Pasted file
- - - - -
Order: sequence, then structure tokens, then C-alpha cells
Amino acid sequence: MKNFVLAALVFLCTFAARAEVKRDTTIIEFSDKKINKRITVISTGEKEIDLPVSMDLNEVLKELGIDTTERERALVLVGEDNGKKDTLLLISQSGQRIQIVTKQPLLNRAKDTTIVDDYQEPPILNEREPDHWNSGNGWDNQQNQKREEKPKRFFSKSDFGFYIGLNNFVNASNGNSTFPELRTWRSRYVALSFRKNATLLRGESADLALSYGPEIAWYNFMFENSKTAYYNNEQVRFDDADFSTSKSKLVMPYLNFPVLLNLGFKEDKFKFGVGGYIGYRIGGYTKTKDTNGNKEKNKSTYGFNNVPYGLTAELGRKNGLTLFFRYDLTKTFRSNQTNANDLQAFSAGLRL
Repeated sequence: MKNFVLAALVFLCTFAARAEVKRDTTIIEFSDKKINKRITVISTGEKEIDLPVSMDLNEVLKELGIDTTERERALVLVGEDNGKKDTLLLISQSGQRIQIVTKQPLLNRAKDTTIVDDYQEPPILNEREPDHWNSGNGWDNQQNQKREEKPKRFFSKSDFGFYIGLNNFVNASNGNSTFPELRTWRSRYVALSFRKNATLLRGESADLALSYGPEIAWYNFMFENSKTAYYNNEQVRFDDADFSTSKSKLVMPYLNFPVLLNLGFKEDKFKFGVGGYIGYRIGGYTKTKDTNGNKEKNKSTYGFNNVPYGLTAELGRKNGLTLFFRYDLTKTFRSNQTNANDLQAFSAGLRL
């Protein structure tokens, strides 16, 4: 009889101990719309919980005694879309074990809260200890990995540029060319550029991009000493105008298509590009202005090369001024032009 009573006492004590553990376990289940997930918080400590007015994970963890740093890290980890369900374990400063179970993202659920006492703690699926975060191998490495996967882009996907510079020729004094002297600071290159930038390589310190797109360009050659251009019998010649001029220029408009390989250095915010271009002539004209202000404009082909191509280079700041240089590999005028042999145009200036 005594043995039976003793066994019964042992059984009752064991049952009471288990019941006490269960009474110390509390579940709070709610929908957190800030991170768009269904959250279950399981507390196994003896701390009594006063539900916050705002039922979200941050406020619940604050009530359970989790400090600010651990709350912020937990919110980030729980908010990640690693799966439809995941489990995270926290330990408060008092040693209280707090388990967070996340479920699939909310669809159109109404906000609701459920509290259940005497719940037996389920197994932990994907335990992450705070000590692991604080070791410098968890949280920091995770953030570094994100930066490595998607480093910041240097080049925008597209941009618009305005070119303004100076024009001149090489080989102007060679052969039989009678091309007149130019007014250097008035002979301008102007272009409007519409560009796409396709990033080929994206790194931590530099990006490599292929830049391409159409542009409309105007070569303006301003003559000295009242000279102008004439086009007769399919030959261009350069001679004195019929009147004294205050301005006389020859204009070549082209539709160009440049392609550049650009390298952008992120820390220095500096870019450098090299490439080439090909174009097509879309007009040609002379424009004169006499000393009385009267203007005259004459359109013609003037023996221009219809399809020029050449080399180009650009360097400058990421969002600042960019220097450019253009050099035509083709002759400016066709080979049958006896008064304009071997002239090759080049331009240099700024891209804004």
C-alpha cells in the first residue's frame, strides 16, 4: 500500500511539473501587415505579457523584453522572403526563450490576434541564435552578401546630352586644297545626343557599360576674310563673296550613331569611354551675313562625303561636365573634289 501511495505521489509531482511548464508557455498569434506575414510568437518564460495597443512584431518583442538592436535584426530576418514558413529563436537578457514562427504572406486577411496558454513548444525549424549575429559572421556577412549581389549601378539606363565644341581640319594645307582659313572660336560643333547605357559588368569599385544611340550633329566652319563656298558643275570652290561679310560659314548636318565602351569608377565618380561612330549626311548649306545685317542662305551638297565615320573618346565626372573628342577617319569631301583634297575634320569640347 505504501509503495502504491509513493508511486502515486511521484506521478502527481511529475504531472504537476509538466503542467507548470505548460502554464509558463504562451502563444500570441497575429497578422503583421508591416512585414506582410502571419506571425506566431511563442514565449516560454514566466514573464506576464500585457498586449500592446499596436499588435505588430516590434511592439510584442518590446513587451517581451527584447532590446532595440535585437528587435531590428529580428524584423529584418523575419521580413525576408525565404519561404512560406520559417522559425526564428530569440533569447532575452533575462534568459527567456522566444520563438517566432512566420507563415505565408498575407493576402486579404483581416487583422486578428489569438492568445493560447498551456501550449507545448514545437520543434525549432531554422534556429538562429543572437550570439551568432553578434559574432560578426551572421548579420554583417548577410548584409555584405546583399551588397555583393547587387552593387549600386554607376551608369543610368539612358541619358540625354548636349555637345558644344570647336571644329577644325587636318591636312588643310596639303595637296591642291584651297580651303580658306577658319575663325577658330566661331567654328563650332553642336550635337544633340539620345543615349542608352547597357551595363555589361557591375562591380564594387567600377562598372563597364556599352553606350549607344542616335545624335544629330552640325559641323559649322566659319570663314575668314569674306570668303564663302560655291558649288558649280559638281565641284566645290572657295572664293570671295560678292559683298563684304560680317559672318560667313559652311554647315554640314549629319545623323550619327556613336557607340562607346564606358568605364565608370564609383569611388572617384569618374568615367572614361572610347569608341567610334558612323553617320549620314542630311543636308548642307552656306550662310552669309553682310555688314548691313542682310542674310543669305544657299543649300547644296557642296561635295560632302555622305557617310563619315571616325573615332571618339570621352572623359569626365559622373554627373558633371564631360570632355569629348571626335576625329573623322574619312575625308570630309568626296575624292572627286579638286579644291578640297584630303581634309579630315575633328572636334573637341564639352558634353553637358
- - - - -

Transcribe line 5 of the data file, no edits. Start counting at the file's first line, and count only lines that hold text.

C-alpha cells in the first residue's frame, strides 16, 4: 500500500511539473501587415505579457523584453522572403526563450490576434541564435552578401546630352586644297545626343557599360576674310563673296550613331569611354551675313562625303561636365573634289 501511495505521489509531482511548464508557455498569434506575414510568437518564460495597443512584431518583442538592436535584426530576418514558413529563436537578457514562427504572406486577411496558454513548444525549424549575429559572421556577412549581389549601378539606363565644341581640319594645307582659313572660336560643333547605357559588368569599385544611340550633329566652319563656298558643275570652290561679310560659314548636318565602351569608377565618380561612330549626311548649306545685317542662305551638297565615320573618346565626372573628342577617319569631301583634297575634320569640347 505504501509503495502504491509513493508511486502515486511521484506521478502527481511529475504531472504537476509538466503542467507548470505548460502554464509558463504562451502563444500570441497575429497578422503583421508591416512585414506582410502571419506571425506566431511563442514565449516560454514566466514573464506576464500585457498586449500592446499596436499588435505588430516590434511592439510584442518590446513587451517581451527584447532590446532595440535585437528587435531590428529580428524584423529584418523575419521580413525576408525565404519561404512560406520559417522559425526564428530569440533569447532575452533575462534568459527567456522566444520563438517566432512566420507563415505565408498575407493576402486579404483581416487583422486578428489569438492568445493560447498551456501550449507545448514545437520543434525549432531554422534556429538562429543572437550570439551568432553578434559574432560578426551572421548579420554583417548577410548584409555584405546583399551588397555583393547587387552593387549600386554607376551608369543610368539612358541619358540625354548636349555637345558644344570647336571644329577644325587636318591636312588643310596639303595637296591642291584651297580651303580658306577658319575663325577658330566661331567654328563650332553642336550635337544633340539620345543615349542608352547597357551595363555589361557591375562591380564594387567600377562598372563597364556599352553606350549607344542616335545624335544629330552640325559641323559649322566659319570663314575668314569674306570668303564663302560655291558649288558649280559638281565641284566645290572657295572664293570671295560678292559683298563684304560680317559672318560667313559652311554647315554640314549629319545623323550619327556613336557607340562607346564606358568605364565608370564609383569611388572617384569618374568615367572614361572610347569608341567610334558612323553617320549620314542630311543636308548642307552656306550662310552669309553682310555688314548691313542682310542674310543669305544657299543649300547644296557642296561635295560632302555622305557617310563619315571616325573615332571618339570621352572623359569626365559622373554627373558633371564631360570632355569629348571626335576625329573623322574619312575625308570630309568626296575624292572627286579638286579644291578640297584630303581634309579630315575633328572636334573637341564639352558634353553637358